Dubai: There will be a continuous boom and fast growth in the Islamic Finance industry of the Middle East as compared to conventional banking and the market share of the Islamic finance will also enhance.
The industry specialists are very optimistic with the rapid growth of Islamic Finance in the Middle East region and they hope that despite the issues of Shariah standards across markets, regulations, tax issues and documentation standardization, Islamic Finance’s market share in the region will increase.
A technical seminar was organized on the Islamic Finance under the title “Emerging trends in Islamic Banking” by the Institute of Chartered Accountants of India (ICAI) – Dubai Chapter, in association with Khaleej Times last week. A good number of industry specialists and practitioners attended the seminar and agreed with one another that Islamic Finance has bright future in the Middle East.
The Secretary of ICAI – Dubai Chapter, Nimish Makvana, stated while opening the seminar, “The Islamic banking industry is considered to be one of the fastest growing sectors in the financial industry.”
Due to the increasing demand for Shariah-compliant investments globally by both Muslims and non-Muslims, the industry has grown by an estimated 20 percent annually in the last five years to reach $1.3 trillion in total assets in 2011 and is projected to touch $1.14 trillion by the end of 2012.
According to the CEO of Standard Chartered Saadiq (the Islamic banking business of Standard Chartered Group), Afaq Khan, over the last decade from 2000-2010 Islamic finance has grown significantly faster in the region compared to conventional financial sector.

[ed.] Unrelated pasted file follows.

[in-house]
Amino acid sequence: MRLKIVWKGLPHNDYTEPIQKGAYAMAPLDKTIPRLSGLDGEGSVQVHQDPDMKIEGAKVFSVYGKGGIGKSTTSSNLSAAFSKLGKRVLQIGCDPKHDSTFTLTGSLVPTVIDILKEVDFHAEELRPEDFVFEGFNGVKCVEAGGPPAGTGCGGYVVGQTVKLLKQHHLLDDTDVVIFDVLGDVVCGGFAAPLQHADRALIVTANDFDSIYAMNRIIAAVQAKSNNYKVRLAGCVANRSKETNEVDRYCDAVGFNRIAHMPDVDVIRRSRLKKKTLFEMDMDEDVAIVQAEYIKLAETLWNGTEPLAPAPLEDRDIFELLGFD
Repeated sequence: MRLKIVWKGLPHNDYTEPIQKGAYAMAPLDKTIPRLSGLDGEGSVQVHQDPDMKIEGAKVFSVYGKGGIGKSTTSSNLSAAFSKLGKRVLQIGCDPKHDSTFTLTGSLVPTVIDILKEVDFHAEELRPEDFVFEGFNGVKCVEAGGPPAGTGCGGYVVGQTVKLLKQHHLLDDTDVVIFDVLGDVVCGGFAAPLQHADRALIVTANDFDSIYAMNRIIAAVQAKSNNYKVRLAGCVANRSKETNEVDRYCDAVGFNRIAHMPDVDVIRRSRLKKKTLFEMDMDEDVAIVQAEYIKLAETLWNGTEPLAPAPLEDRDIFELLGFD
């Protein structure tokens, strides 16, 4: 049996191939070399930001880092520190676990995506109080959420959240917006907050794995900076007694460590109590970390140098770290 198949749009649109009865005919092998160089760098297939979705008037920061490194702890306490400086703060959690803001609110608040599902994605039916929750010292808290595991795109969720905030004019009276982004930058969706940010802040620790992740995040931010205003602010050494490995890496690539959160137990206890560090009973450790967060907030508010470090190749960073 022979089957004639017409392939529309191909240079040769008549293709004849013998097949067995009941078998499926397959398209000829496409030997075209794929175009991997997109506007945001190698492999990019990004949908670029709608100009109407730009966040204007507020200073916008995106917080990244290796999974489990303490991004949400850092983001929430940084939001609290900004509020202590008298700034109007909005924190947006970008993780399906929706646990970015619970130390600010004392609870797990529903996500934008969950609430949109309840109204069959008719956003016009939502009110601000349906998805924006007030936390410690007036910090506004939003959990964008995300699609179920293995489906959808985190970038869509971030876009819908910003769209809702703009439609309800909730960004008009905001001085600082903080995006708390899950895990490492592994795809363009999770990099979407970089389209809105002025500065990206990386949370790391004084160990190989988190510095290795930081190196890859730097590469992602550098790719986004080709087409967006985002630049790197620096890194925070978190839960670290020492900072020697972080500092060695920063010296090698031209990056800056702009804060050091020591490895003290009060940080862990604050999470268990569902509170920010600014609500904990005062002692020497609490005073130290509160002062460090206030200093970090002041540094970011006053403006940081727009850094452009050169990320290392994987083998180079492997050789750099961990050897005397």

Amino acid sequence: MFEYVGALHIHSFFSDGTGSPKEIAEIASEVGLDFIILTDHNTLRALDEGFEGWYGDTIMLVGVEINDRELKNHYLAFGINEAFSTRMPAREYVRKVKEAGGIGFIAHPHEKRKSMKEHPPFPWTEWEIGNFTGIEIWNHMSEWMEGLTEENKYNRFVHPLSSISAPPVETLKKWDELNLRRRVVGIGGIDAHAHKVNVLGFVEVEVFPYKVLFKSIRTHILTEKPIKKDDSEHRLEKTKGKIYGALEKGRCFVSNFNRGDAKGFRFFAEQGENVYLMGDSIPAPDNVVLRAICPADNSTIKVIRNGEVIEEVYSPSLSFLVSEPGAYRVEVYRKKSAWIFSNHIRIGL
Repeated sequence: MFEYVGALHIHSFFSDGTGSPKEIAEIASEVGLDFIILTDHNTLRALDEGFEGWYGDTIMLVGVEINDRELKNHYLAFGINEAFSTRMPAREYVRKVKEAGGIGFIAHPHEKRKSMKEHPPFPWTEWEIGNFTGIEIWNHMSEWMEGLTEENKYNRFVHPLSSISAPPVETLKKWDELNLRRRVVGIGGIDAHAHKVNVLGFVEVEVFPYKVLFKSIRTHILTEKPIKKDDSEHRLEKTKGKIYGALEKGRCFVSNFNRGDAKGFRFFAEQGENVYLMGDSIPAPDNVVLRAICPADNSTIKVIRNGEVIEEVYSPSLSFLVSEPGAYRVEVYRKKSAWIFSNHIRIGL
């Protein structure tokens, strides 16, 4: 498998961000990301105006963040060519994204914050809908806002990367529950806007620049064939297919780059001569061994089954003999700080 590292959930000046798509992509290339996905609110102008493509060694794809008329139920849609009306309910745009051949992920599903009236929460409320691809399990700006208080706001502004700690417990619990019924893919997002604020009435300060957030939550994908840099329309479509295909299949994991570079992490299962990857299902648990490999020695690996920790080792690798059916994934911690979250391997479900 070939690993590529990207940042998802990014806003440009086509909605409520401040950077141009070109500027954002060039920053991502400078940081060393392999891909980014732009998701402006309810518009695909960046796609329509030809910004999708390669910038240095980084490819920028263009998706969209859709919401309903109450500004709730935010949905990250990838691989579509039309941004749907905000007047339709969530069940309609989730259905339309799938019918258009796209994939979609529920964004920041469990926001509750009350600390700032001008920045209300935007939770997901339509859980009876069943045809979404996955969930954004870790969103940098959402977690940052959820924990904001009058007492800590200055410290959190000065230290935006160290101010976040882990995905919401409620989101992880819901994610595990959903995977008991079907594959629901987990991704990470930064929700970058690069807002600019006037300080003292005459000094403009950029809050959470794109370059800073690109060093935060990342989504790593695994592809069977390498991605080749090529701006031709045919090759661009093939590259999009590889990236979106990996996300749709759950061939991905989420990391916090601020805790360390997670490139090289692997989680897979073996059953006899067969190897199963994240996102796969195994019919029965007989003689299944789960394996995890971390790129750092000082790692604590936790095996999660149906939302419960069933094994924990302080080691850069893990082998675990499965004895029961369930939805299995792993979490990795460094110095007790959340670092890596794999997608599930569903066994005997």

While delivering a key-note address of the seminar, Khan said, “Whether we look at the UAE where Islamic market has grown from six percent of banking system to 22 percent in 2010, or Qatar where it has grown from 12 percent to 27 percent in the last decade. Other countries Kuwait, Saudi Arabia, Bangladesh, Indonesia, and Malaysia show Islamic banking growing faster than the conventional system.”
“If the Islamic market continues to grow at historical growth rates, it will become a significant part of the financial system in this region,” he added.
He also discussed the size and growth dynamics of the Islamic industry in the region in his speech and talked about the basic difference between lending and conventional banking and Islamic finance and how it can be conducted. He discussed the challenges around regulations, tax issues, differences in Shariah standards and standardization of documentation.
Khan observed in his speech, “Islamic finance experts with the guidance of the Shariah scholars try and come up with solutions for society living in the 21st century to meet their needs from buying a house, having a credit card while travelling, to raising working capital finance for their business, treasury risk management solutions to manage currency and rate risk movements all the way to M&A and acquisition and project finance.”
“At the higher level, we as industry players are lobbying and educating the various stakeholders including regulators on the need to amend the current statutes to accommodate Islamic finance in their jurisdictions and suggesting changes, which will address their legitimate concerns around ownership of assets by banks and tax issues while at the same time staying true to the basic principles of Islamic finance and Shariah,” he concluded.